One way or another, we begin to realize that something deeper is happening to us. Any outward masks of behavior that do not really fit with what we are like inside begin to come off. Soon we are in the second stage of our transition to our final home: we are in the stage of living in our inner self. As this stage progresses, everything about us is transformed into a perfect image of our true inner self. If we have chosen a life of selfishness and greed, whatever outward politeness and decorum we may have put on to fool others is now stripped away, and we are revealed for the hellish creatures that we are. We then rush downward to be with people of like minds, skipping the third stage of learning and preparation because we are unwilling to learn or be taught anymore.

But most of us, I believe, choose to put love, not selfishness, at the center of our lives. And if this has been our choice, then in our second stage after death the rough edges that have remained part of our outward character, the bad habits we have picked up along the way, the confusion of goals that we sometimes experience here, all melt away as our entire lives become a reflection of the love for others and for God that is the true center of our being. If we have not been sure what our purpose in life is, and what our special gifts and talents are, this all becomes clear during this stage of opening up what lies deep in our hearts.

At this point, we are almost ready for our heavenly home. But even though we have reached clarity in our character and goals, we still have things to learn about what heavenly life is all about. Having spent much of our lives on earth learning how to get along in the material world, we need to spend some time learning how to get along in the communities that make up heaven. So we spend a longer or shorter time at the ultimate graduate school, learning how to graduate into our own highest degree of love and service.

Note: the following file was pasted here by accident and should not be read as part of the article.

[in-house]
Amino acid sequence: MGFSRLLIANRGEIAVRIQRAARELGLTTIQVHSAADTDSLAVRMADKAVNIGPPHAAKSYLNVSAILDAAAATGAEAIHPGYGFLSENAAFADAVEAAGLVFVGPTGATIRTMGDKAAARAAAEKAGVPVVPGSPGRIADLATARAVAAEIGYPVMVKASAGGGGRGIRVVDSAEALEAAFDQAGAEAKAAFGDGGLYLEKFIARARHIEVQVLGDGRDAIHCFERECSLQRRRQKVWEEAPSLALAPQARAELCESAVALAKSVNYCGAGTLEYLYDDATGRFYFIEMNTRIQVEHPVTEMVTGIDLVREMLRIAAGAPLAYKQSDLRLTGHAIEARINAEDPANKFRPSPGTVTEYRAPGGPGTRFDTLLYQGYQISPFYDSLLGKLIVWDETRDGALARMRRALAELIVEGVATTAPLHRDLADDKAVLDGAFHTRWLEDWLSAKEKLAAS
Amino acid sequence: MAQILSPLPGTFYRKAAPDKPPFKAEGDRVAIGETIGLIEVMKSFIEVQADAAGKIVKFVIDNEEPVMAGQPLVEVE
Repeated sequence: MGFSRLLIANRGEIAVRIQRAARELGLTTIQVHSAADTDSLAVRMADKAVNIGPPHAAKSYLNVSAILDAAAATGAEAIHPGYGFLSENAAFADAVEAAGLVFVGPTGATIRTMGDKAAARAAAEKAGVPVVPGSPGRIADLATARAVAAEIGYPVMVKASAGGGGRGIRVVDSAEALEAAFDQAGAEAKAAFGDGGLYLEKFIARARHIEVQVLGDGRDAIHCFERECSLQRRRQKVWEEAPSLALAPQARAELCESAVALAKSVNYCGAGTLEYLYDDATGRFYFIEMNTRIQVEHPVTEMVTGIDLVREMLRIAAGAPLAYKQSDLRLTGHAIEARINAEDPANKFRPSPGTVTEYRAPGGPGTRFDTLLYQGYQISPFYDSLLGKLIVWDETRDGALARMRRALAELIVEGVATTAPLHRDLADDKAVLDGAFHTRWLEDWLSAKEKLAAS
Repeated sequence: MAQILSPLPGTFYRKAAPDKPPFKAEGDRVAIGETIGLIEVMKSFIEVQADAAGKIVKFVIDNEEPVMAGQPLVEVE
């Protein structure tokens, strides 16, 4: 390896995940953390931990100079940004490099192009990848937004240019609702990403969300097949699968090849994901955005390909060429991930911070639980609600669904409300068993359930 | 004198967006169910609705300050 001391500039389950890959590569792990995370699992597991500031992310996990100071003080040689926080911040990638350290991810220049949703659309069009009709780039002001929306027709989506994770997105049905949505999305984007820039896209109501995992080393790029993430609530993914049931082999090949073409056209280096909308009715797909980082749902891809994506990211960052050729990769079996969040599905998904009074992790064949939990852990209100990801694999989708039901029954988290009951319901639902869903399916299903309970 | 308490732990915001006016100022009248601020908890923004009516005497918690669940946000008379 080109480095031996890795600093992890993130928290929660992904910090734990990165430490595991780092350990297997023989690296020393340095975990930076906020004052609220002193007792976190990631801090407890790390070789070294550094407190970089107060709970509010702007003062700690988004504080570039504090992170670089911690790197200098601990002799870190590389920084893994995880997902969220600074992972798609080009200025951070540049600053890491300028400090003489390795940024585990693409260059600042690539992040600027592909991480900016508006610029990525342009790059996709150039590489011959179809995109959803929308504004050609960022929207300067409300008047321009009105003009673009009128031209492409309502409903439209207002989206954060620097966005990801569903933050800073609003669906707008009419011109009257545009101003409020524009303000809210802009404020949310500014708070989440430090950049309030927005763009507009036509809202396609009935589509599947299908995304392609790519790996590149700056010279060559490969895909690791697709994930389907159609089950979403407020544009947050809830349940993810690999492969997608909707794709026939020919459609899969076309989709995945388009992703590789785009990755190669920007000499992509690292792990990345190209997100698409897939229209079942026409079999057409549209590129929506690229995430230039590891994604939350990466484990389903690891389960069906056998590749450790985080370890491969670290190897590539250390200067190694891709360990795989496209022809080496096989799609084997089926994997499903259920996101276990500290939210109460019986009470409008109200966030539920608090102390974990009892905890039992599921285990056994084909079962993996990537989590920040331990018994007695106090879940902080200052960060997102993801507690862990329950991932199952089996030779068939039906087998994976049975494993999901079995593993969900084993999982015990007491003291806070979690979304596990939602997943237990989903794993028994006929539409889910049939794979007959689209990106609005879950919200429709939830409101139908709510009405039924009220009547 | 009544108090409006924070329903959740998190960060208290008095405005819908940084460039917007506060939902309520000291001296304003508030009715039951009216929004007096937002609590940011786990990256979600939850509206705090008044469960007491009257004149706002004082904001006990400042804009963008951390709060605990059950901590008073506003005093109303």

Finally, after a longer or shorter time spent going through these stages, we find our way to a community of angels who share our deepest values and our goals. And when we enter that community, we know that we are among our dearest friends, and that we have found our true home. This is where we will spend eternity, not because anyone has told us that it is where we must stay, but because our heart and mind together tell us that this is exactly where we love to be, and these are exactly the people we love to be with. By this time, we have discovered what we love to do, and we enter into the joy of serving God and one another in our own unique way. People like Gladys who loved to be active and useful remind us just how good and how pleasant it is to be doing work we truly love.

This is our path from physical death to eternal life. We can take comfort in knowing that Gladys and others who have recently died are on this path to the joy of angelhood.

Yet there is more in knowing about this journey than simply helping us to accept death. The ideal that Swedenborg presents to us is that we will not need to go through these stages after death, because we will have already gone through them here on earth. We do not need to wait until after we die to prepare ourselves for eternal life; we have an entire lifetime here on earth to make those preparations. And the more we focus on preparing ourselves for eternal life, the happier we will be, both here and hereafter.

Our journey after death gives us some hints on how to go about preparing ourselves. We all start out in life concerned more with outward than with inward things. If we wish to grow spiritually, we need to shift our primary focus from the worldly concerns of houses, cars, clothes, and other material possessions to the inward concerns of love and compassion, understanding and kindness. When we allow those deeper values to shape our entire lives--heart, mind, and action--then we are entering the second stage, of opening up our inner life, while we are still living in the material world. And as our awareness opens up to deeper realities, we will seek out and learn the things we need to know to become angels here on earth. Then we will realize, with Jacob, that no matter where we happen to be, "This is none other than the house of God; this is the gate of heaven." Amen.


©Jim Warren

Music: On a Distant Shore
© 1999 Bruce DeBoer